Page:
The tracks are there, you just need to look in the right places.
This is also the time to get out and practice trailing. With no snow you can push your limits and try to follow animal trails through the woods.
Large wolf tracks run about 5 1/2 inches in length with the claws. They are oval in overall shape (longer than wide) and very robust. Be careful measuring in deep mud as the walls of the tracks splay out. Measure the narrowest part of the track wall.
A track trap is simply an area where tracks are likely to be left by animals. The dirt underneath bridges, mud banks on the river, logging roads with receding mud puddles. It depends on the animal and the substrate whether or not tracks are left behind. Hoofed animals leave better tracks on hard substrate than soft footed animals. But even with moose, sometimes there tracks are difficult to see on hard ground.The more you look the better you will become.
It is pretty difficult to find flicker (woodpecker) tracks but one happened to hop through this fine mud on a logging road. Notice the two toes forward and two toes back- classic woodpecker style. Their scats (poop) are made completely of ant exoskeletons; good luck finding one of those. If you do please save it for me.
Baseline is the way everything looks naturally on the landscape. Any sort of change or disturbance to baseline is what you are looking for. Don't expect to look for clear tracks everywhere or you will miss a lot ! Look for disturbances to baseline and investigate those. Then the tracks will come to you. After a rain the soil is a template of tiny textured craters. Any change to those pockmarks is created by something. It is your challenge to figure out what it is.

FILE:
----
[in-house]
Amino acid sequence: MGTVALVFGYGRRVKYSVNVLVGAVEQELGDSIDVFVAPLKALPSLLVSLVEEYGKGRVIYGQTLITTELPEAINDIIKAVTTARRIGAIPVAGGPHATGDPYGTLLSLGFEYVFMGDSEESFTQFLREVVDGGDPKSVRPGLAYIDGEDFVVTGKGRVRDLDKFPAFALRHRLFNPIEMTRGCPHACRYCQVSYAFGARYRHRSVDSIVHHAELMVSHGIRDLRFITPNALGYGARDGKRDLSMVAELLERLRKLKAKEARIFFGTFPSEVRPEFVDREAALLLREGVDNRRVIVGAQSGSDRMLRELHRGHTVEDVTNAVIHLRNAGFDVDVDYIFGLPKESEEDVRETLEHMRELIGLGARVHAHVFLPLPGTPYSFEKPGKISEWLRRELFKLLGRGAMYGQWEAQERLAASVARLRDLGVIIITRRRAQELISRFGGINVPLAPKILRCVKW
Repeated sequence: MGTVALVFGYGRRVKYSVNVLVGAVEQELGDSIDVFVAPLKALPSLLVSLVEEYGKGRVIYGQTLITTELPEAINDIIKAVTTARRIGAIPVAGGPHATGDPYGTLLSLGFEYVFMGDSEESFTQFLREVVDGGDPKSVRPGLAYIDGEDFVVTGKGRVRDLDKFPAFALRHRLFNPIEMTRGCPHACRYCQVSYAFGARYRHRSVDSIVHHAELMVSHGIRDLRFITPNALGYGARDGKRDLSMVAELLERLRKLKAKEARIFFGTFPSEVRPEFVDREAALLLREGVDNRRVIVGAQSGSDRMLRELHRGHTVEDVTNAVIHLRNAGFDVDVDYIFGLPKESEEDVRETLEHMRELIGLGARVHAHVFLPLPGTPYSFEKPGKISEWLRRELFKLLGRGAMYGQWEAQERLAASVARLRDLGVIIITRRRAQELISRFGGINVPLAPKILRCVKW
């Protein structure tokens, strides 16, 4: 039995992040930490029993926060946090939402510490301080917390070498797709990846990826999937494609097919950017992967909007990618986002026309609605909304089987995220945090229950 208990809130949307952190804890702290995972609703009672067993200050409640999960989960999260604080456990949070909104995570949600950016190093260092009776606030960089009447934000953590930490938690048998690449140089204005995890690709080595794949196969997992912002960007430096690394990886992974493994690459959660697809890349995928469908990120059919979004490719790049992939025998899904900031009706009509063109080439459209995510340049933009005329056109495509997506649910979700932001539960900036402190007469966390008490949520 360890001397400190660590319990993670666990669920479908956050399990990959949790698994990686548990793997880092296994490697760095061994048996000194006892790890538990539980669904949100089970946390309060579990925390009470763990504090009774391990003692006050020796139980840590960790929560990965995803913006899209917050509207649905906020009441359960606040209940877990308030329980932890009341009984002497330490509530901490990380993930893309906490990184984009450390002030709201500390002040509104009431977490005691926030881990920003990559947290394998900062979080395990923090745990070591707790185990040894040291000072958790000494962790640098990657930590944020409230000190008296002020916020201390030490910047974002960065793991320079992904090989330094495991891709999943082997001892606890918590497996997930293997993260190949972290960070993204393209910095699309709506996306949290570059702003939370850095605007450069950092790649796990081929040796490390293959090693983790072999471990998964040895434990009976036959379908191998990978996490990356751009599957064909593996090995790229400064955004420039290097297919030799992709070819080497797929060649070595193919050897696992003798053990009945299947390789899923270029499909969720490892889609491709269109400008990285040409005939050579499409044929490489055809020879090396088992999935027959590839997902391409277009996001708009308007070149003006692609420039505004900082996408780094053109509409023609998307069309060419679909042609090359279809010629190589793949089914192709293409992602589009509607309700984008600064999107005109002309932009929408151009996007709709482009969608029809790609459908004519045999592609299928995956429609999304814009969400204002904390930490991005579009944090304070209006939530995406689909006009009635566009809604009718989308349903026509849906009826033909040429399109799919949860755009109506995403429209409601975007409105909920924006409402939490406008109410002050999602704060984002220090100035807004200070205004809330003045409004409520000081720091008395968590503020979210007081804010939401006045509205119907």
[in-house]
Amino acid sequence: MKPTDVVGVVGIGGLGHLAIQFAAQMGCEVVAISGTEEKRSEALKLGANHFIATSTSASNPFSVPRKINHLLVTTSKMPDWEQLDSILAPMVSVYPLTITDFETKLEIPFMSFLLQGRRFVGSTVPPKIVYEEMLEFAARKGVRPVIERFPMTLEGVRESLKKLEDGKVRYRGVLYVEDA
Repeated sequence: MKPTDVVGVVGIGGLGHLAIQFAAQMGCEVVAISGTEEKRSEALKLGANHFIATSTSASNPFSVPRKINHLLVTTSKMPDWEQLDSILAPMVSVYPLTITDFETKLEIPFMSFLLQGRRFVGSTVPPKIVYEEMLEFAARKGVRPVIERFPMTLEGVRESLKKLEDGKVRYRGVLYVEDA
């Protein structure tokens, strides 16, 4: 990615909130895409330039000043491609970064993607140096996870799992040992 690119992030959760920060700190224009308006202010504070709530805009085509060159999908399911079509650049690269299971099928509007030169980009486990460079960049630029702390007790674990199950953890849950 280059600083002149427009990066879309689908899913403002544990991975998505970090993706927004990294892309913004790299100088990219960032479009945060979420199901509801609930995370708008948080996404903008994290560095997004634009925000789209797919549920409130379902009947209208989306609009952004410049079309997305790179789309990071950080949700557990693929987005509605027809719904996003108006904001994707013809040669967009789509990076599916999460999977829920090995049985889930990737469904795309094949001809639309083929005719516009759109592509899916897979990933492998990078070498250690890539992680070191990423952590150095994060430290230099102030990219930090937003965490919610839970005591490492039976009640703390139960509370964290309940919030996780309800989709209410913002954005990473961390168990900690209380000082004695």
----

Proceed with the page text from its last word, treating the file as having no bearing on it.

I love pictures such as this porcupine track to the right of the tape measure. It is not so evident but its shape clearly stands out (their tracks are a solid egg shaped pad with texture like a basketball). How do you see it? The compression of the soil made by the track reflects the light differently than the surrounding soil which has not been disturbed in the same way. Look for disturbance, not tracks.
If your just looking for the big stuff you are missing out on a lot of what is happening in the forest. Sure, we all want to see bear and wolf tracks, but that will get boring pretty fast. Challenge yourself to learn everything out there and you will never run out of possibilities.
Large animal tracks are awesome such as this huge Interior Grizzly track. This is a left front track and it is about 7 inches across the carpal pad. That is large. The smallest toe of a bear is on the inside of the foot similar to the way our thumb is located. No, this is not a super clear track in the mud but the compressed soil is enough to reflect light differently than the non-compressed soil surrounding it, and clearly show the track features.
Remember. There is a lot of other sign that animals leave behind do keep your eyes open. There is scat and scrapes and hair and feathers and parts and pieces of animals all over the place. You just have to snoop around and look and you never know what you'll find.
Here is some grizzly bear hair pulled off of a spruce tree that the bear was using as a rubbing/ marking post.
There is a lot more to do in the forest. Relax and learn how to make a birch bark basket which is beautiful in its simplicity and relaxing to create.
There are also plants to learn and collect and many other possibilities out there.
I'll explore some of them next time.